where is the beginning of that neural chain?

We will investigate this a little more in Part 2, when we look at a follow up paper. Aponte Y, Atasoy D, & Sternson SM (2011). AGRP neurons are sufficient to orchestrate feeding behavior rapidly and without training. Nature neuroscience, 14 (3), 351-5 PMID: 21209617

Monday, January 16, 2012

Neurons activated by light

Optogenetics is a relatively new technique that inserts a light-sensitive channel or pump into a cell that would normally not be light sensitive. This channel can be inserted into the neurons of a mouse, worm, fly, rat, or whatever (has not been tried on humans yet to my knowledge).
Then, when a light is flashed onto that neuron, it activates, much like it would if it had just been stimulated by electricity or the normal neuronal pathways leading to it. 

What is so great about this is that with tricks of genetics, a researcher can get this channel to express only in one kind of cell, making it so that cell1 is activated when the light comes on, but cell2 is not. 

Previously if you wanted to stimulate neurons in a living brain you had to insert metal electrodes which would stimulate all the cells within a certain radius.  Optogenetics gives cellular specificity, where metal electrodes don't. 

Some great discoveries are already being made using this technique:

Which neurons cure the effects of Parkinson's Disease during deep brain stimulation (Gradinaru et al., 2009)?

Which neurons make a mouse eat (Aponte et al., 2011)?

And many more.

Though this is not a technique that is meant to be used on humans for disease treatment, metal stimulating electrodes are already being used to treat some disorders (parkinson's see here and here. and depression).  How would the ethics of optogenetic treatments differ? Instead of a metal electrode, a genetic alteration would have to take place in some neurons and a fiber optic cable would have to be implanted. 

Saturday, January 7, 2012

Neurons are like Snowflakes

One of the first things that people noticed when looking at the brain on the cellular scale is that neurons are shaped differently from other cells.
Drawings like this one by Ramon y Cajal show that neurons are not only shaped differently from say, blood cells, but also shaped differently from each other. (I am not going to give you a history lesson, but you can read all about Ramon y Cajal and his famous drawings here.) And if you are really lost and don't know what a neuron is, check out neuroscience for kids.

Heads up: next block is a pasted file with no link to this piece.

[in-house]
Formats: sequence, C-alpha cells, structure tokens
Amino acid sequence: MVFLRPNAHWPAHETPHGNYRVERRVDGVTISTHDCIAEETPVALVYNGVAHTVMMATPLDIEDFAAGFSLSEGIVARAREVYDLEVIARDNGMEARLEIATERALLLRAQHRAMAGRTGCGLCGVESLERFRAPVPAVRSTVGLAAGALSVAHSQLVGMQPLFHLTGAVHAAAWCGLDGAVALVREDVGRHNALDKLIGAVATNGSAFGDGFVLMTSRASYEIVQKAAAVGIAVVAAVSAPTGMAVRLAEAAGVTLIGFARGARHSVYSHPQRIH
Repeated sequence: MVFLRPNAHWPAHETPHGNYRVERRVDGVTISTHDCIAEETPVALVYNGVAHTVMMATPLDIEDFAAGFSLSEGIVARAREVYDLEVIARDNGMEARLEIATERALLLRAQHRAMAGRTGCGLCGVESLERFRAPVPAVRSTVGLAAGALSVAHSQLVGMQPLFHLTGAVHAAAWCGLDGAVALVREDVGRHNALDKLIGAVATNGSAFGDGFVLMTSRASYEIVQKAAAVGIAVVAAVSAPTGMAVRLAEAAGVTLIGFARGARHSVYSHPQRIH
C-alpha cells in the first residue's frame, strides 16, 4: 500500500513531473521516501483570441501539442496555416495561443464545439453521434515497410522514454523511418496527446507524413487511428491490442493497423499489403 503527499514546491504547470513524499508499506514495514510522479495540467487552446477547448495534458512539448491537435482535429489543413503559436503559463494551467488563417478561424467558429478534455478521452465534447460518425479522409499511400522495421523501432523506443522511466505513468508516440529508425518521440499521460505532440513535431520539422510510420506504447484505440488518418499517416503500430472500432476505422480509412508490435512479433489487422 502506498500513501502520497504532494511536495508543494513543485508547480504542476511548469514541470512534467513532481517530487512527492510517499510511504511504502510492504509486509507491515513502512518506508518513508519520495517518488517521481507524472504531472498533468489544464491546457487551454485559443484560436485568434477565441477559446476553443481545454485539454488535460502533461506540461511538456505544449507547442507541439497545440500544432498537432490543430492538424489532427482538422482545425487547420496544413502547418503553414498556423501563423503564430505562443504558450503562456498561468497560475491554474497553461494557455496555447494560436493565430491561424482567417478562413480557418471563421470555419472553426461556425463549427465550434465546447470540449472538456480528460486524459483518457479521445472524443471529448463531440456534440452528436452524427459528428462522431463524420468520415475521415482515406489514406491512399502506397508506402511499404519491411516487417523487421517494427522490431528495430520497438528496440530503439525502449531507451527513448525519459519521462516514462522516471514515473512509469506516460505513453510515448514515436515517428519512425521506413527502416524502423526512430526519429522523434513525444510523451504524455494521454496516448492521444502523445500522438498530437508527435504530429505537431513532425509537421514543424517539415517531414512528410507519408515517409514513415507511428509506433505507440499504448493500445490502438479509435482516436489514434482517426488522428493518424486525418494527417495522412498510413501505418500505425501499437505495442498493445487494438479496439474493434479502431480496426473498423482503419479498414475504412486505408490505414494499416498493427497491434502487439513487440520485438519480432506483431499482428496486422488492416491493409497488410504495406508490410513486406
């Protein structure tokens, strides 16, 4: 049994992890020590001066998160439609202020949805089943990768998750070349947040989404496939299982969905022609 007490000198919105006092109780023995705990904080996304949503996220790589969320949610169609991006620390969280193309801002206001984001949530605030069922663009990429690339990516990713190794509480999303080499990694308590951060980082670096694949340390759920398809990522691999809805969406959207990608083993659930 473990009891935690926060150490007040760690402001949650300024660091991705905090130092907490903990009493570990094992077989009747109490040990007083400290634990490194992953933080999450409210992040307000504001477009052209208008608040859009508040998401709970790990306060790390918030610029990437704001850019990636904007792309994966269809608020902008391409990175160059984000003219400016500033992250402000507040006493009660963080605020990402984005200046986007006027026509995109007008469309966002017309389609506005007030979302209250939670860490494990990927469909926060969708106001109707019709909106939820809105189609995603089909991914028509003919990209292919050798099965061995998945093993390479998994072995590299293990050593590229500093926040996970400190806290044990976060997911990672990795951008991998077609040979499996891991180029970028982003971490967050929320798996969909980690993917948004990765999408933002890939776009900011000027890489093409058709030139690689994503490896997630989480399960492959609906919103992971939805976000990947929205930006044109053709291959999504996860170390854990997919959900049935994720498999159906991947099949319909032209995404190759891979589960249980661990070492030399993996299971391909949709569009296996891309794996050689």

Now there are much more sophisticated ways to analyze the shape of neurons. Software such as Neuromantic allow scientists to digitally reconstruct neurons and quantitatively analyze their shape. Once a neuron is digitally reconstructed, it can be deposited in a database for everyone to use. You can browse at least 7,000 neurons at, visualize them in 3D, and even analyze information about how long the dendrites are, how many dendrites branch off, and how much area is in each compartment.

The interesting thing about the shape of neurons is that though they might all be unique (like snowflakes), they can be classified into any number of categories based on their details.  There are certain classes of neuron that could never be confused with one another.  for example, the Purkinje cell of the cerebellum has a distinct sea-coral shape...
purkinje cell
sea coral

cortical pyramidal cells
 ... while the Pyramidal cells of the cortex have a bushy basal arbor of dendrites and a long vertical apical dendrite. 

There are two main types of question currently being investigated by researchers:

1. what genes and molecules make neurons grow into a certain shape
 (review: Libersat and Duch, 2004)? Similarly, how are neuron shapes altered in neurological diseases?


2. What does a neuron's shape have to do with it's function?
What sort of information it can receive and communicate when it has a huge flat dendritic arbor (like the Purkinje cell), or when it has a long narrow dendrite (like the Pyramidal cell)? Or could many different neuron shapes function the same way and these differences are just accidents of evolution (as a snowflake's shape is not really for a purpose, but an accident of condensation)?

Feel free to leave answers, questions, and wild hypotheses below in the comments section.

Tuesday, January 3, 2012


Hello and welcome to The Cellular Scale.

This is my first post, and I would like to explain why I am creating this blog.

There are some great blogs out there that discuss neuroscience for both scientists and lay people, and I am planning to have links to them soon. I thoroughly enjoy these blogs, but find that they generally focus on the higher level of neuroscience, such as behavioral studies and human fMRI scans. While this level of neuroscience is interesting to everyone, some people might want to focus a little closer in. 

With The Cellular Scale, I am hoping to bring cellular level neuroscience to the blog world and to start discussions between scientists and non-scientists regarding neurons and the way they work.